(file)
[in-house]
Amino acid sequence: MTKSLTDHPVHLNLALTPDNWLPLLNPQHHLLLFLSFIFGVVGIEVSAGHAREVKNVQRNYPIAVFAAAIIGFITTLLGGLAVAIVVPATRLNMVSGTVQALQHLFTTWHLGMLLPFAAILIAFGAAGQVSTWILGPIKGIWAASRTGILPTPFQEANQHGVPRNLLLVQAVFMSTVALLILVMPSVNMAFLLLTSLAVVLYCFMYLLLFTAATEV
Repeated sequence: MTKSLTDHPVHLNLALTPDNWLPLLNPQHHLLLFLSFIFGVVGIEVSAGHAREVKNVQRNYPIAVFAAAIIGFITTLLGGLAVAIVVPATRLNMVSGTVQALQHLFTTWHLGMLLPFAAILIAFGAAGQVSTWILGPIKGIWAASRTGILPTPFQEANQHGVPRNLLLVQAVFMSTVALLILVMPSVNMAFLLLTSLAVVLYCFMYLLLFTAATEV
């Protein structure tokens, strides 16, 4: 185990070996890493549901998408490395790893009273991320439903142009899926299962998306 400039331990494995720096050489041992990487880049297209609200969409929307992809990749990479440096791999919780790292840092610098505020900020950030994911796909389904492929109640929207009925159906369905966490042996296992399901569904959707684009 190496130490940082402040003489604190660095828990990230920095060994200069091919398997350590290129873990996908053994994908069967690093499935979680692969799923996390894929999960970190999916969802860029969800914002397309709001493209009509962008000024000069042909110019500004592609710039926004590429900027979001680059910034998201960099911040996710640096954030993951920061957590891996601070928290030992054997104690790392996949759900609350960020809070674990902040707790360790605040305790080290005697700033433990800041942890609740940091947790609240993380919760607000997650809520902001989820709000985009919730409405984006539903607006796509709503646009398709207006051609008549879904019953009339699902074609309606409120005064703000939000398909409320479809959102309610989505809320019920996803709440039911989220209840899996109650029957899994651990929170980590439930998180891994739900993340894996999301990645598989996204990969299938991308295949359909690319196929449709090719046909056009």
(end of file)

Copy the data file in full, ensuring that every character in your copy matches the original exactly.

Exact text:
[in-house]
Amino acid sequence: MTKSLTDHPVHLNLALTPDNWLPLLNPQHHLLLFLSFIFGVVGIEVSAGHAREVKNVQRNYPIAVFAAAIIGFITTLLGGLAVAIVVPATRLNMVSGTVQALQHLFTTWHLGMLLPFAAILIAFGAAGQVSTWILGPIKGIWAASRTGILPTPFQEANQHGVPRNLLLVQAVFMSTVALLILVMPSVNMAFLLLTSLAVVLYCFMYLLLFTAATEV
Repeated sequence: MTKSLTDHPVHLNLALTPDNWLPLLNPQHHLLLFLSFIFGVVGIEVSAGHAREVKNVQRNYPIAVFAAAIIGFITTLLGGLAVAIVVPATRLNMVSGTVQALQHLFTTWHLGMLLPFAAILIAFGAAGQVSTWILGPIKGIWAASRTGILPTPFQEANQHGVPRNLLLVQAVFMSTVALLILVMPSVNMAFLLLTSLAVVLYCFMYLLLFTAATEV
């Protein structure tokens, strides 16, 4: 185990070996890493549901998408490395790893009273991320439903142009899926299962998306 400039331990494995720096050489041992990487880049297209609200969409929307992809990749990479440096791999919780790292840092610098505020900020950030994911796909389904492929109640929207009925159906369905966490042996296992399901569904959707684009 190496130490940082402040003489604190660095828990990230920095060994200069091919398997350590290129873990996908053994994908069967690093499935979680692969799923996390894929999960970190999916969802860029969800914002397309709001493209009509962008000024000069042909110019500004592609710039926004590429900027979001680059910034998201960099911040996710640096954030993951920061957590891996601070928290030992054997104690790392996949759900609350960020809070674990902040707790360790605040305790080290005697700033433990800041942890609740940091947790609240993380919760607000997650809520902001989820709000985009919730409405984006539903607006796509709503646009398709207006051609008549879904019953009339699902074609309606409120005064703000939000398909409320479809959102309610989505809320019920996803709440039911989220209840899996109650029957899994651990929170980590439930998180891994739900993340894996999301990645598989996204990969299938991308295949359909690319196929449709090719046909056009």